February 23, 2015 admin

Thanks to a mild winter, Dominium Development expects construction on the Arcade Building, located at 800 Olive St. in downtown St. Louis, to be completed on schedule by early December.

The $118 million project is transforming the long-empty, 18-story structure, which will be home to Webster University and apartments when it is completed.

According to Jeff Huggett, partner and vice president at Minneapolis-based Dominium, the building was in very rough condition.

"It required a complete gut for the renovation," Huggett said, noting that the century-old building has been vacant for 20 years.

Dominium purchased the building in June 2013 for $9 million from the city of St. Louis' Land Clearance for Redevelopment Authority. While the company has worked on several projects in the area since 2001, the 500,000-square-foot Arcade Building will be the largest local project to date.

Work on the structure began in August 2014 and is about one-third complete, according to Huggett.

Once reopened, the Arcade will feature 282 apartments beginning on the fourth floor and rising to the 18th. Of those apartments, 202 will be artist lofts, with an additional 80 apartments going for market-rate which is in the vicinity of $850 per month.

Jason Szachnieski, the senior project manager for Paric, said there have been no surprises on the project.

"Thankfully, we did our due diligence in the beginning and haven't run into any problems along the way," Shenetsky said. "We've already started finishes on the 18th floor and are working down from there on the interior," Szachnieski said, noting that 175 tradesman are working on the project daily. Finishes include drywall, paint and cabinets for the apartment levels.

Currently, plumbers are working to drill holes and stub out pipes for fixtures throughout the building. The parking garage that is housed in the basement is not yet complete. All windows have been replaced down to the 15 floors and exterior masonry repair is ongoing.

Webster University, the only commercial tenant, will occupy the lower three floors of the building for classes, but specific terms of the 20-year lease were not disclosed.

The building originally housed an eight-story shopping arcade, one of the first of its kind and likely a predecessor to the modern-day indoor shopping malls.

The area where Webster University students enter will be the original arcade itself on Olive St. It is a striking room with 35-foot-tall, barrel-vaulted ceilings. All the marble, terracotta and original woodwork will be restored, according to Huggett.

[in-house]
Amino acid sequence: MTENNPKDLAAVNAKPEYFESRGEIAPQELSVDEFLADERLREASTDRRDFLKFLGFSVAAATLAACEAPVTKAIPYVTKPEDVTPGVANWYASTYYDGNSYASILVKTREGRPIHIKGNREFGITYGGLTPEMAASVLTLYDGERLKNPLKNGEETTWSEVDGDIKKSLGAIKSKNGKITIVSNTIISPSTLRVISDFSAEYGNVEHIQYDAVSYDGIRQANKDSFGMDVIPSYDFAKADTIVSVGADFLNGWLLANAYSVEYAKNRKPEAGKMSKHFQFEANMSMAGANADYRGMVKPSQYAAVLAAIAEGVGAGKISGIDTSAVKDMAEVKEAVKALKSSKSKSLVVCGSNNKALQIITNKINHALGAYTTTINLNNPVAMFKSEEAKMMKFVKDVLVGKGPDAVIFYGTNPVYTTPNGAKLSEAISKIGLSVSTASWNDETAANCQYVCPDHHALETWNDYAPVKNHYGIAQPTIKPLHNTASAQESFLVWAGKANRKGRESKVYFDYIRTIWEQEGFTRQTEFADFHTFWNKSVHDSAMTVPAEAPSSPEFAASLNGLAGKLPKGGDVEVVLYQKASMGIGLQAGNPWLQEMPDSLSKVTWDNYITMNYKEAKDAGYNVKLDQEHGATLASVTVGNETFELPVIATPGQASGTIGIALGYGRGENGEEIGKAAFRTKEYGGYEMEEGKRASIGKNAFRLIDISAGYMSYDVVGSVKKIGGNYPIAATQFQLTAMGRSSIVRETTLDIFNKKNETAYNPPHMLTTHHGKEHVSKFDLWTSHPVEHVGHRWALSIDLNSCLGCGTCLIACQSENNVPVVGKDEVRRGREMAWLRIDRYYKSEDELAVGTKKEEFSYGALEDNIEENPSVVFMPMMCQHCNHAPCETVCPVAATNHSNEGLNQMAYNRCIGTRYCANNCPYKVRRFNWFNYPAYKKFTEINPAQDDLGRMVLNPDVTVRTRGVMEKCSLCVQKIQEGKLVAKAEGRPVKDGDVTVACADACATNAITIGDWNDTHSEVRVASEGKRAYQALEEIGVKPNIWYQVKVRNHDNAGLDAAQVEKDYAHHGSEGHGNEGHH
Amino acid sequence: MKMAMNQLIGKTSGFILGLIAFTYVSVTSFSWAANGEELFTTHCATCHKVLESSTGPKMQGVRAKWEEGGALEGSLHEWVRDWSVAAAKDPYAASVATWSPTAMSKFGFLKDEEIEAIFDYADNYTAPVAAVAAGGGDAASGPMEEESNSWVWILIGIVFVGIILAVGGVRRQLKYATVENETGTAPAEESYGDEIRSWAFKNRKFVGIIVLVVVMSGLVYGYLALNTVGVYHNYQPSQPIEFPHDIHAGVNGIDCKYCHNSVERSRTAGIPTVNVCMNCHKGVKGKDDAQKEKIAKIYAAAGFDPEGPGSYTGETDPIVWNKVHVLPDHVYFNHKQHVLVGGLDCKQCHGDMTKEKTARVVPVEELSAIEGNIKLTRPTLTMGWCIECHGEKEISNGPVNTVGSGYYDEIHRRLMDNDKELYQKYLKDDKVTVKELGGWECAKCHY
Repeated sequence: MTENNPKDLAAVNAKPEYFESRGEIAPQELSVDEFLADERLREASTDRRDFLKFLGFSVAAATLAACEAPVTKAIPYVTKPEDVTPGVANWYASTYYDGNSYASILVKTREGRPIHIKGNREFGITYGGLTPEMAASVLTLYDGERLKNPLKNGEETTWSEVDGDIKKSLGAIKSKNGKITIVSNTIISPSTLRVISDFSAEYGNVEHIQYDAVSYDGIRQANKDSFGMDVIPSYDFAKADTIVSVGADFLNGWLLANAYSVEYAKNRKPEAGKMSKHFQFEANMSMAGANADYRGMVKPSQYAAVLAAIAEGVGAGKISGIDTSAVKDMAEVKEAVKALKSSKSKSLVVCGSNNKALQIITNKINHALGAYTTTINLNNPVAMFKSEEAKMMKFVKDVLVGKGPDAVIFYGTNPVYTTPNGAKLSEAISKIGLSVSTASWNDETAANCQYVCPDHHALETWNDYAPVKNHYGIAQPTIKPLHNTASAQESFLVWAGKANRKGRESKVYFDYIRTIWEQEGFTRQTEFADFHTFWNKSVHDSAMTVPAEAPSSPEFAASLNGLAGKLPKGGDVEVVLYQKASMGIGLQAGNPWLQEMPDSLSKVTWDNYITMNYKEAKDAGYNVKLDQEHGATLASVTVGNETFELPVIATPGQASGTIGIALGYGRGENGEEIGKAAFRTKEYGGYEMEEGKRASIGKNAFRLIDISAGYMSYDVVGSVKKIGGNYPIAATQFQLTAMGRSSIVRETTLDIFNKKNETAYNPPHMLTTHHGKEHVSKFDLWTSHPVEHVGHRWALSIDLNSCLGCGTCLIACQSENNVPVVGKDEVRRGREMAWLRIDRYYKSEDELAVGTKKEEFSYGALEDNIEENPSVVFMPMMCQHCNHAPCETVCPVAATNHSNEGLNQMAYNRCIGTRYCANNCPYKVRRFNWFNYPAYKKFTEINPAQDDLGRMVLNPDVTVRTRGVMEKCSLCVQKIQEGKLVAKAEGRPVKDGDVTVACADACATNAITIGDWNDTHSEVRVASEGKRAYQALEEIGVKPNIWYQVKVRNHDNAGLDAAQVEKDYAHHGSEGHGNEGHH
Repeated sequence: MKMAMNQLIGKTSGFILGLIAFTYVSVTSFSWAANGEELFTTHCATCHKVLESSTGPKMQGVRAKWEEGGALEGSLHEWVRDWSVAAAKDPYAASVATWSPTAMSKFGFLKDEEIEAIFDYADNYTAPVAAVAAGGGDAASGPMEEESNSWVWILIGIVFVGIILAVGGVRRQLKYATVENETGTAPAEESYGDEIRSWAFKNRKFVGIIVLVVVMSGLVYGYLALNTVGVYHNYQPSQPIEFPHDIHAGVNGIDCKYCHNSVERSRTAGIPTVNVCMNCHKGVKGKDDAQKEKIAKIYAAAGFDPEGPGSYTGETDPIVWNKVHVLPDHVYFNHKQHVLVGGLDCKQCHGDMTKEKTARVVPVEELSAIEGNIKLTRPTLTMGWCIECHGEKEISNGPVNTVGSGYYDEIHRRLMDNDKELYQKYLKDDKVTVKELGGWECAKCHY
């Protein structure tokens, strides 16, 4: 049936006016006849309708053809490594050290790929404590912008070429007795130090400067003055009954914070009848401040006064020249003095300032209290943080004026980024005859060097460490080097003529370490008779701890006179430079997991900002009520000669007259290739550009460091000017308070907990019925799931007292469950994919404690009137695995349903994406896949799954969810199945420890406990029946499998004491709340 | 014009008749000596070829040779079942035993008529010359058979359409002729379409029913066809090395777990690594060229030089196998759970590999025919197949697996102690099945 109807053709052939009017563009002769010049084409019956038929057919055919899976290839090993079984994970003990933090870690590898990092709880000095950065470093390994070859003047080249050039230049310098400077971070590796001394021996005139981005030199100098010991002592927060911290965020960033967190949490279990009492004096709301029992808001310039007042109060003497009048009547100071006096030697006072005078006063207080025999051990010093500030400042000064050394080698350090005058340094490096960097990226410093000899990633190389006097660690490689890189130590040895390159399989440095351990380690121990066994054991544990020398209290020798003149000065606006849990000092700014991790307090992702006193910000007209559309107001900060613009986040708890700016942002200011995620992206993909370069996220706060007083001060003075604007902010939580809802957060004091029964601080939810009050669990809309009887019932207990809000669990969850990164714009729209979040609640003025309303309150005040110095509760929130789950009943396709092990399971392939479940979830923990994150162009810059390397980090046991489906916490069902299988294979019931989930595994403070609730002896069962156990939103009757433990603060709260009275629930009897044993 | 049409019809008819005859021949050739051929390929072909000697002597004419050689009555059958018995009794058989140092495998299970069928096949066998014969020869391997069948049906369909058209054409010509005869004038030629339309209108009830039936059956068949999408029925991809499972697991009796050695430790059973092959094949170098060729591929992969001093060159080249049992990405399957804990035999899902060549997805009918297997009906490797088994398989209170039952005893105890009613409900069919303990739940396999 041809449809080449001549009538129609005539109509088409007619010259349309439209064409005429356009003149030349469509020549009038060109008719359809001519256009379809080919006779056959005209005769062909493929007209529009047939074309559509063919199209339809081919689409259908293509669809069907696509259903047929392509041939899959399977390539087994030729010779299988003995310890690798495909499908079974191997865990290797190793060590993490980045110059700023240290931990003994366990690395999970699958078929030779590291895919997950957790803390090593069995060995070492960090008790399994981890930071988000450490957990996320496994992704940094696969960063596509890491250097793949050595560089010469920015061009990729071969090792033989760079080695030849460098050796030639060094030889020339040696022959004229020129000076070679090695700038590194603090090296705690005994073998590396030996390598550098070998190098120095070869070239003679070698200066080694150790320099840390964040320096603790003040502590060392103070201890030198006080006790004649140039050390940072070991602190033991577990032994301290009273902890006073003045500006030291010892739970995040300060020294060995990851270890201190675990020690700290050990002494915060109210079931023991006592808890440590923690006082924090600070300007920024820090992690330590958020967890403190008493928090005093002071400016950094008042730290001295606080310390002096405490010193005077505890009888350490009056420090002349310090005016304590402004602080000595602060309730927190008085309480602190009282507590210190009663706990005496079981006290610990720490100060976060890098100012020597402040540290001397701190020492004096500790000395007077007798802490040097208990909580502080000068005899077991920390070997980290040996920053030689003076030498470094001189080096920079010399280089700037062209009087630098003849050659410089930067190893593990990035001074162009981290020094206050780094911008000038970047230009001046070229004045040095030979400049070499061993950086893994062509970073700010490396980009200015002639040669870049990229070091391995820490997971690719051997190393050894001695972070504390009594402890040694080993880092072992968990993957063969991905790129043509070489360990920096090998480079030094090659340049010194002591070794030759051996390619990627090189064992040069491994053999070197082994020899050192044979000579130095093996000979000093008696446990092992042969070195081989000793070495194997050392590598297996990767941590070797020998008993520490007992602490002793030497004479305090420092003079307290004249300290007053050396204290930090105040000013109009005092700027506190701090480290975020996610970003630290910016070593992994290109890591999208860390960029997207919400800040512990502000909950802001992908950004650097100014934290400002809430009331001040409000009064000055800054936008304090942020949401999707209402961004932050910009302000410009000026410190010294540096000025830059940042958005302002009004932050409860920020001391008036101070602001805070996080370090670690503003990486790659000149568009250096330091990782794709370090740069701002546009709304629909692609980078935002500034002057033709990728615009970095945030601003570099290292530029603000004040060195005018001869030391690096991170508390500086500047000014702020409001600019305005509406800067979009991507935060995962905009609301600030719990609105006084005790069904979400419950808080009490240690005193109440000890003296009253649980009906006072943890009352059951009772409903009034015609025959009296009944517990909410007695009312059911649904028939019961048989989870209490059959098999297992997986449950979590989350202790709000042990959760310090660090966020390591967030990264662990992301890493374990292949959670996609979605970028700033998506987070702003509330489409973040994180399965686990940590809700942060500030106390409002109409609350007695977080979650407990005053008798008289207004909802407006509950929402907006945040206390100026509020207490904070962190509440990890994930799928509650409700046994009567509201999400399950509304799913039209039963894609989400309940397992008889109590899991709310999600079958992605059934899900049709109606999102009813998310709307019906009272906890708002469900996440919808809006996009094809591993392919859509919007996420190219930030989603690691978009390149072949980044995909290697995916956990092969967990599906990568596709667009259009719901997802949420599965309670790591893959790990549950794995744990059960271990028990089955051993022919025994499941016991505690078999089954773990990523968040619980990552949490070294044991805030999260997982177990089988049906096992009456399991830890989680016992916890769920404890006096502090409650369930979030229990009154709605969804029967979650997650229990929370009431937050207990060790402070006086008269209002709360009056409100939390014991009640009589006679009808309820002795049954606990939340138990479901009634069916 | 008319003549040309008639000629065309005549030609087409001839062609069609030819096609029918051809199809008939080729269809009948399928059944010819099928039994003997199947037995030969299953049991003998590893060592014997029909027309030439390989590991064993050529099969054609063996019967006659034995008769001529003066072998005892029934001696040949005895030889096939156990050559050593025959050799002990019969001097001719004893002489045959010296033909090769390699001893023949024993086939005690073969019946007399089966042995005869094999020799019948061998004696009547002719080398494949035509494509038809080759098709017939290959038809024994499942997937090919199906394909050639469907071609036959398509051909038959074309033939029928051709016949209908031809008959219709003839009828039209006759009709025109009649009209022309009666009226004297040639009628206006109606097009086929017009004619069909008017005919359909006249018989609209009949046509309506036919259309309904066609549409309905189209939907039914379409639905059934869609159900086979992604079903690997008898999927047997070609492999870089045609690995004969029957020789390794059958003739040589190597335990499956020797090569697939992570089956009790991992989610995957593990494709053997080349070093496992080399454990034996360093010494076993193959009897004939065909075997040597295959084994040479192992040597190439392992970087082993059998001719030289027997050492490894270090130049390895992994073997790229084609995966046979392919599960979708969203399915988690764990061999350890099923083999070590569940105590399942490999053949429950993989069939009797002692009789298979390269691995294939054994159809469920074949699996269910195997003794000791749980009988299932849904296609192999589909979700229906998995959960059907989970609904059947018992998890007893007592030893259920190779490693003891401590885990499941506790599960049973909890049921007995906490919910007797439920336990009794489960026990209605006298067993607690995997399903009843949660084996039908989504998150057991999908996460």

"Clear down to the wrought iron and plaster — everything is being restored to it's original condition," he said.

The school also will occupy the former storefronts at street-level that faced Olive and 8th streets, with plans for a 6,000-square-foot art museum on the north and east sides of the street-front space. Along the southeast corner will be a café. Webster University offices will line the remainder of the south side of the campus. Additionally, a 160-seat auditorium for the university will be housed in the portion of the building occupied by Webster University as well.

The second floor will house 12 classrooms, two study labs and lounge areas.

In addition to preserving the historic design, the rehab will include modern improvements, such as all-new wiring. The upper floors are taking on a new look as they are being redesigned into apartments.

Huggett added that the building would feature an "awesome" 4,000-square-foot rooftop deck for use by the tenants of the building.

St. Louis firm Ebersoldt + Associates is handling the architectural work on the project. The general contractor is Paric, which has extensive experience in redevelopment work downtown with the Bee Hat Lofts and the Peabody Opera House. Trivers Associates is handling the specific architectural work for Webster University's needs.

The $118 million Arcade project involves a mix of federal and state historic tax credits and New Markets Tax Credits through U.S. Bank (about $78 million); loans (including one for $13 million from BMO Harris Bank); mortgages (including $4.2 million from the city of St. Louis and $4.2 million from the Missouri Housing Development Commission); and an investment from Webster University ($4 million).

The Arcade Building actually is comprised of two buildings, joined nearly 100 years ago. The 18-story Wright Building was completed in 1906, and the Arcade Building was built around it in 1919.

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